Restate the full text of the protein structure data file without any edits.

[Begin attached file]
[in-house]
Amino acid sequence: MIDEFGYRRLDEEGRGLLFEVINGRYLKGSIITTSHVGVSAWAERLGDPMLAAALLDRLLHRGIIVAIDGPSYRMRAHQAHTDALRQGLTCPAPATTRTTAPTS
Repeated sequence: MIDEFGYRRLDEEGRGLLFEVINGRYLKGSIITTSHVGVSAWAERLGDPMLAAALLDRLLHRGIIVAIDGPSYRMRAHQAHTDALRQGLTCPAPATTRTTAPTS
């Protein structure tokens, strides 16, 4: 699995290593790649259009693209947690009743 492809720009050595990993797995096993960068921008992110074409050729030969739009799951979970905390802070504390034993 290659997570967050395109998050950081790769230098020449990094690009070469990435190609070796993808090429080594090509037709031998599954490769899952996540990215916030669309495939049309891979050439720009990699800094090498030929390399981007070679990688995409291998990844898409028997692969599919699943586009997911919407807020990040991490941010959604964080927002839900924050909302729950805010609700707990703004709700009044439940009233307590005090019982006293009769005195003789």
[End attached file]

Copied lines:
[in-house]
Amino acid sequence: MIDEFGYRRLDEEGRGLLFEVINGRYLKGSIITTSHVGVSAWAERLGDPMLAAALLDRLLHRGIIVAIDGPSYRMRAHQAHTDALRQGLTCPAPATTRTTAPTS
Repeated sequence: MIDEFGYRRLDEEGRGLLFEVINGRYLKGSIITTSHVGVSAWAERLGDPMLAAALLDRLLHRGIIVAIDGPSYRMRAHQAHTDALRQGLTCPAPATTRTTAPTS
């Protein structure tokens, strides 16, 4: 699995290593790649259009693209947690009743 492809720009050595990993797995096993960068921008992110074409050729030969739009799951979970905390802070504390034993 290659997570967050395109998050950081790769230098020449990094690009070469990435190609070796993808090429080594090509037709031998599954490769899952996540990215916030669309495939049309891979050439720009990699800094090498030929390399981007070679990688995409291998990844898409028997692969599919699943586009997911919407807020990040991490941010959604964080927002839900924050909302729950805010609700707990703004709700009044439940009233307590005090019982006293009769005195003789």